News / USA

Senior US Lawmakers Press Obama for Clarity on Libya

William Ide

Senior U.S. lawmakers Lindsey Graham and Joe Lieberman are urging President Barack Obama to give the American public and Congress a clearer outline of what the United States hopes to achieve in Libya.  Senator Lieberman argues that if President Obama outlined U.S. objectives in Libya more clearly, there would be more congressional support for U.S. involvement in the NATO-led military campaign.  

Republican and Democratic lawmakers are angry with President Obama for not seeking congressional authorization to intervene in Libya.

Late last month, that anger surfaced in the form of two votes in the Republican-dominated U.S. House of Representatives - one to authorize ongoing U.S. military action in Libya and another to cut off funding for U.S. military operations there.

Both measures failed.  But another vote on Libya is expected on Tuesday.

Speaking on the "FOX News Sunday" television program, Senator Joe Lieberman, an independent Democrat from Connecticut, said the Obama administration needs to be clear about America's mission and goals in Libya. "Even though at different times the administration has said that we're not interested in overturning [, i.e., deposing, Libyan leader Moammar] Gadhafi, clearly we are.  This is all about regime change and freeing the people of Libya from another time period when they will be suffering brutal dictatorship," he said.

Lieberman said he believes that Libyan leader Moammar Gadhafi would step down, if the United States put its strength behind the NATO effort, adding that would be a major step forward. "I know it's complicated and I think, frankly, there wouldn't be as much opposition to our action in Libya, if there was a strong argument being made on behalf of why we are there," he said.

Republican Senator Lindsey Graham of South Carolina also appeared on "Fox News Sunday," saying that removing Gadhafi from power is crucial. "If the goal is to protect the Libyan people and their human rights, the best way to do that is to break the Gadhafi's inner circle and get rid of Gadhafi himself," he said.

Republican Senator John Cornyn of Texas told "Fox News Sunday" that the political and military goal should be to depose the Libyan leader. "We need a plan from the president, not just a hand-off to NATO and say it’s there problem, not mine.  And then we need, once the American people understand what the goal is, and the means to achieve that goal, then I think we’ll become unified behind this effort," he said.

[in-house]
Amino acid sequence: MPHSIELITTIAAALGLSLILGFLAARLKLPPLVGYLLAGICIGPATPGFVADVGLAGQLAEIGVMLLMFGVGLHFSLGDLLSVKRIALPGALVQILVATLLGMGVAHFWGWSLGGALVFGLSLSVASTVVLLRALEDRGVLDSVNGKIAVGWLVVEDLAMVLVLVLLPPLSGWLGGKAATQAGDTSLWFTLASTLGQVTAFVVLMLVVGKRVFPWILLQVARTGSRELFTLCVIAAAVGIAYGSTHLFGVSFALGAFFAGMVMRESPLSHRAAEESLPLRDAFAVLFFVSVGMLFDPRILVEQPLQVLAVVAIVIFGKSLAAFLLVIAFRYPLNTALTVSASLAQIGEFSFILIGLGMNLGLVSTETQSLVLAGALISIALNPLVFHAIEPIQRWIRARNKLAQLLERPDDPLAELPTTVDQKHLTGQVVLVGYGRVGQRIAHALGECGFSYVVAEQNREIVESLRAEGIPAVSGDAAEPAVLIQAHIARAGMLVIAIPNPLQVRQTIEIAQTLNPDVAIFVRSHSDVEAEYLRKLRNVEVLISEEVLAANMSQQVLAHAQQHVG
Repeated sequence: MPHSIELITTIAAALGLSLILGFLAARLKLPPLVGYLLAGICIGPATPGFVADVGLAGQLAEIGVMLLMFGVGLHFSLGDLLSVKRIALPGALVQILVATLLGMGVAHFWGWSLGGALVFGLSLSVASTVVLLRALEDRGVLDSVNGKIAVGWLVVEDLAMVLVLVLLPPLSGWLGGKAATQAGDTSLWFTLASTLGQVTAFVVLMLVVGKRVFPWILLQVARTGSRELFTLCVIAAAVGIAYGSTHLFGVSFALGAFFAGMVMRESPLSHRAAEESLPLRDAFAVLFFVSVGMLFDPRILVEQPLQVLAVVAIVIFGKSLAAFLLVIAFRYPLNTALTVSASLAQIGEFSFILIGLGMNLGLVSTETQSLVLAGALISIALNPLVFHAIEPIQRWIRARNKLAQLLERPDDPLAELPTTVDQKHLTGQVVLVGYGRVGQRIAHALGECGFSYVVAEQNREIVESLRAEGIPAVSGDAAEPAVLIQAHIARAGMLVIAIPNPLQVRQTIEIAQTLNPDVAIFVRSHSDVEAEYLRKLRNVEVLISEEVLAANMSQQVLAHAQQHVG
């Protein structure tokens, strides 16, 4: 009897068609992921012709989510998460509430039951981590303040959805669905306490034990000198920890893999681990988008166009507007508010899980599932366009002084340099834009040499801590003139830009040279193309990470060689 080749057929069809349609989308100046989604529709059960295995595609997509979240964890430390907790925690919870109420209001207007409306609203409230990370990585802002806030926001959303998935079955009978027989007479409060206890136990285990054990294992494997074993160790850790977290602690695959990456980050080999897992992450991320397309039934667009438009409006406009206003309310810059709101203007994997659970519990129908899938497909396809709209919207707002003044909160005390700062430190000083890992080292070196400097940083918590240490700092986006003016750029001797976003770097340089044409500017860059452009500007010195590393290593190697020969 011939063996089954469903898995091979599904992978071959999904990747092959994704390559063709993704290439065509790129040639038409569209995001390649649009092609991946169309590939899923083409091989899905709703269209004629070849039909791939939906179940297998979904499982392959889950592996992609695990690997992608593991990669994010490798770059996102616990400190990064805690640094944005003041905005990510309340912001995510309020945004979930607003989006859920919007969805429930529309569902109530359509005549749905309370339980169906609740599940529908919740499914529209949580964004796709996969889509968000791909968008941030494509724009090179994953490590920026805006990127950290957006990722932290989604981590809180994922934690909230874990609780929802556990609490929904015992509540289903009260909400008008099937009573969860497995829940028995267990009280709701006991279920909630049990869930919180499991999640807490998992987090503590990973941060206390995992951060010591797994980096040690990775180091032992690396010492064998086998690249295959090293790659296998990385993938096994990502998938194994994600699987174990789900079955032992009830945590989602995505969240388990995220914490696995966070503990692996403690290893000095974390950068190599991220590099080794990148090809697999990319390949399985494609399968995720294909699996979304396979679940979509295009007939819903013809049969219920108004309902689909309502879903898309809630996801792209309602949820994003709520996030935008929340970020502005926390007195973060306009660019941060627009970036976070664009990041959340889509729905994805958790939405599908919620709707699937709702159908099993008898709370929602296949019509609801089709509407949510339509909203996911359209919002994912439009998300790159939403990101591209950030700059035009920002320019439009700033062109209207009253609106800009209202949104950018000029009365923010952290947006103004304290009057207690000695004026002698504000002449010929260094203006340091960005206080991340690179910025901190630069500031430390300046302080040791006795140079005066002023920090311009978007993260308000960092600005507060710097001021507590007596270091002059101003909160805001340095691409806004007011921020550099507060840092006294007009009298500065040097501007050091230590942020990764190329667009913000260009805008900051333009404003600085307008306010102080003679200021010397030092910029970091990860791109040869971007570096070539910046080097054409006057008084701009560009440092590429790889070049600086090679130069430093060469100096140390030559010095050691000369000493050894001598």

The rebellion in Libya to depose Moammar Gadhafi and end more than four decades of autocratic rule has dragged on for five-months with no end in sight.  Western powers have backed the rebels in their demand for Gadhafi to step down and have contributed to NATO air strikes on pro-Gadhafi forces to stop them from attacking Libyan civilians.

In late-June, a Gallup public opinion poll found that 46 percent of Americans disapproved of military action in Libya, while 39 percent approved.  Fifteen percent had no opinion.

You May Like

IS Militants Release 49 Turkish Hostages

Turkey's state-run Anadolu news agency reports that no ransom was paid and no conditions accepted for the hostages' release; few details of the release are known More

Photogallery IS Attacks Send Thousands of Syrian Kurds Fleeing to Turkey

Syrian Observatory for Human Rights says more than 300 Kurdish fighters crossed into Syria from Turkey to defend a Kurdish area from attack by the Islamic militants More

Video Sierra Leone's Ebola Lockdown Continues

Thousands of health workers are going door to door in the West African country of 6 million, informing people of how to avoid Ebola, handing out soap More

This forum has been closed.
Comments
     
There are no comments in this forum. Be first and add one

Featured Videos

Your JavaScript is turned off or you have an old version of Adobe's Flash Player. Get the latest Flash player.
Fears Ebola Outbreak ‘Beyond Our Capability to Contain’i
X
Jeff Seldin
September 20, 2014 10:28 PM
Each day brings with it new warnings about the deadly Ebola outbreak already blamed for killing more than 2,600 people across West Africa. And while countries and international organizations like the United Nations are starting to come through on promises of help for those most affected, the unprecedented speed with which the virus has spread is raising questions about the international response. VOA's Jeff Seldin has more from Washington.